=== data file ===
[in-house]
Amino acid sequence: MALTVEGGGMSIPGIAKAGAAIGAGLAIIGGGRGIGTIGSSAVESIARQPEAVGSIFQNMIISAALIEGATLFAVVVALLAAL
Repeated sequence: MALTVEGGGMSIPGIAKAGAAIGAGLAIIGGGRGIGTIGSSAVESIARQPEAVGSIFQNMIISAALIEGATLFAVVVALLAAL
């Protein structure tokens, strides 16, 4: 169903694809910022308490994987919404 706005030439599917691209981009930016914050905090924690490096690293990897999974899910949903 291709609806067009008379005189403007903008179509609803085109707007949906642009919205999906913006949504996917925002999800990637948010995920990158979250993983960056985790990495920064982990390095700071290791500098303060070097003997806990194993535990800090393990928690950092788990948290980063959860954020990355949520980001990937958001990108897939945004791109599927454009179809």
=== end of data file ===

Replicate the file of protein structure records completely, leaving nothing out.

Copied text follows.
[in-house]
Amino acid sequence: MALTVEGGGMSIPGIAKAGAAIGAGLAIIGGGRGIGTIGSSAVESIARQPEAVGSIFQNMIISAALIEGATLFAVVVALLAAL
Repeated sequence: MALTVEGGGMSIPGIAKAGAAIGAGLAIIGGGRGIGTIGSSAVESIARQPEAVGSIFQNMIISAALIEGATLFAVVVALLAAL
């Protein structure tokens, strides 16, 4: 169903694809910022308490994987919404 706005030439599917691209981009930016914050905090924690490096690293990897999974899910949903 291709609806067009008379005189403007903008179509609803085109707007949906642009919205999906913006949504996917925002999800990637948010995920990158979250993983960056985790990495920064982990390095700071290791500098303060070097003997806990194993535990800090393990928690950092788990948290980063959860954020990355949520980001990937958001990108897939945004791109599927454009179809």